career

7 Step Retirement Reality Check For Homemakers

Here are some action steps homemakers can take to prepare for retirement:

1. Make a financial plan with your spouse or partner.

2. Open a spousal IRA.

3. Get educated about your spouse’s savings and employee benefits.

4. Make Social Security decisions together.

5. Look for part-time work.

6. Make contingency plans.

7. Factor in longevity risks.

This is why you need to follow these steps.

What I need in a career for it to be satisfying: INFP

1. To believe completely in the value of my work and be rewarded for my unique contribution

2. The freedom to work on projects that inspire me, with plenty of time for reflection and quiet to focus in depth

3. A supportive and friendly environment, where I work with people I trust and respect

4. The opportunity to grow personally and professionally where my originality is appreciated and encouraged

5. The chance to consider and try creative approaches to solve problems that help other people improve their lives

When the time is on you, start. When the pressure is on you, start. Go. If there is an awakened idea that came to you this weekend, an empowered moment of “I need to get on that plane, I need to fly to Africa, I need to fly to New York, I need to do that work, I need to get that book written, I need to write that script…When the pressure is on: Start. That is when you can feel relief.
—  Gabby Bernstein, “Awakening Your Authentic Power”

Jerry Seinfeld on keeping things in perspective: 

You look at some pictures from the Hubble Telescope and you snap out of it. I used to keep pictures of the Hubble on the wall of the writing room at Seinfeld. It would calm me when I would start to think that what I was doing was important.

…People always say it makes them feel insignificant, but I don’t find being insignificant depressing. I find it uplifting.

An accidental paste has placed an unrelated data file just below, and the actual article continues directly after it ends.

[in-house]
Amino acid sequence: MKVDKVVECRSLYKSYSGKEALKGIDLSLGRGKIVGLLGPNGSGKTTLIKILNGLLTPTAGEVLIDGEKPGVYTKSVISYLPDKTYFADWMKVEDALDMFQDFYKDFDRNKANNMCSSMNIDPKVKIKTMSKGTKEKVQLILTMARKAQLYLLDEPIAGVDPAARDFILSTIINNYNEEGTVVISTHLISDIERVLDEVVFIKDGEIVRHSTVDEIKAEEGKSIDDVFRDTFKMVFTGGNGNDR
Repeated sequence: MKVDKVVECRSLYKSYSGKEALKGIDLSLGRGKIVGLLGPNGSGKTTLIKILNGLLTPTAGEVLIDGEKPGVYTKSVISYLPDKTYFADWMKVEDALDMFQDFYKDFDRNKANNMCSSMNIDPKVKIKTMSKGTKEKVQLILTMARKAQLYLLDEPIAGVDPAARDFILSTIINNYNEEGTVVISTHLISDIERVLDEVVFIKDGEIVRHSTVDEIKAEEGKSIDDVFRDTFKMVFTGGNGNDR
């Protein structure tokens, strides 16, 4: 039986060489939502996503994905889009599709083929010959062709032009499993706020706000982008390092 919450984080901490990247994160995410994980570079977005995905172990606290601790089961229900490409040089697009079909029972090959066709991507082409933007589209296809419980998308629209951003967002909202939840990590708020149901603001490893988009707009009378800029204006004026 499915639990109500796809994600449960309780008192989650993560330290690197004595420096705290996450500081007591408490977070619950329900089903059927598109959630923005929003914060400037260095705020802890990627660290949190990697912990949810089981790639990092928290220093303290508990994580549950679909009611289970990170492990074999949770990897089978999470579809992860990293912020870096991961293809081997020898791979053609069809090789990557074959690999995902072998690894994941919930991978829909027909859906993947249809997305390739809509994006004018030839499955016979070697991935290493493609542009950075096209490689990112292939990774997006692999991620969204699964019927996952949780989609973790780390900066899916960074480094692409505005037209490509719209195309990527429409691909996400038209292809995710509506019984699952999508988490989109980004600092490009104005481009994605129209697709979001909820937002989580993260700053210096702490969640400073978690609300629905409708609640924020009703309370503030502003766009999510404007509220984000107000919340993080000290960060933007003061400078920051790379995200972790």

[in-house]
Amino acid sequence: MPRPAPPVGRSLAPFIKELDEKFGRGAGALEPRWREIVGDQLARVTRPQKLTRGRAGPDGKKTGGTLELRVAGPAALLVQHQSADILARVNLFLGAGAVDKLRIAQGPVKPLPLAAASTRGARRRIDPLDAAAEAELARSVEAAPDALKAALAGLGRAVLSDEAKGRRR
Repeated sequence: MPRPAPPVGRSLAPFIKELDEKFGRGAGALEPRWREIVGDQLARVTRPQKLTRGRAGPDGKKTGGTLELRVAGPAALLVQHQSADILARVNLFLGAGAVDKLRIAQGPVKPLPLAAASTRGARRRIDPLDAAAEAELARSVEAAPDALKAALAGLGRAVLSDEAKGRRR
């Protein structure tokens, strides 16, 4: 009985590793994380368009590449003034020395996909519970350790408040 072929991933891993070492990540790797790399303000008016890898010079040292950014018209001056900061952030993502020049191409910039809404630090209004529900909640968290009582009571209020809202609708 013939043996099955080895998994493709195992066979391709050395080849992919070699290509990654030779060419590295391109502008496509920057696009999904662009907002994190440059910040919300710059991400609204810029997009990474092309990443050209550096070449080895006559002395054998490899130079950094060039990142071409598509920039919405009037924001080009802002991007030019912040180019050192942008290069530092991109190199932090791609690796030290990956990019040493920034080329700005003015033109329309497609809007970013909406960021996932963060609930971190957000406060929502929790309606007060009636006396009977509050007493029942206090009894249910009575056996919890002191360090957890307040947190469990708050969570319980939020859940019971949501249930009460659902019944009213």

Quoted from Judd Apatow’s Sick in the Head: Conversations About Life and Comedy.

Above: photo from the Hubble telescope

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What I need in a career for it to be satisfying: ESFJ

1. A stable and traditional environment where I feel appreciated for my hard work and contributions, and where I feel part of a caring team

2. Explicit and clear rules, regulation, and expectation where I know my responsibilities and am compensated for what I produce

3. Work that lets me see the tangible results of my efforts and has a direct and positive effect on people

4. The opportunity to establish meaningful and ongoing relationships by working directly with a variety of people throughout the day

5. The change to learn and master the skills of my trade, and organize and retain control over my projects

It’s very rewarding to see that people like something that you perform. You get happy because people get happy from what you’re doing. It’s not that you go “oh, look at those people, they think I’m awesome”. It’s more like “these people are having a good time”. You get the response and there’s a good thing going on.
—  Vegard Ylvisåker

John Lammas began his 30-year career at GE by helping engines go twice the speed of sound, and he hasn’t stopped since then. From jet engines and gas turbines to working in the oil and gas business, GE routinely shifted Lammas around the company with the idea of fostering innovation by sharing ideas and pooling expertise from different fields. Read more about how this English engineer helped GE’s turbine business take off at GE Reports.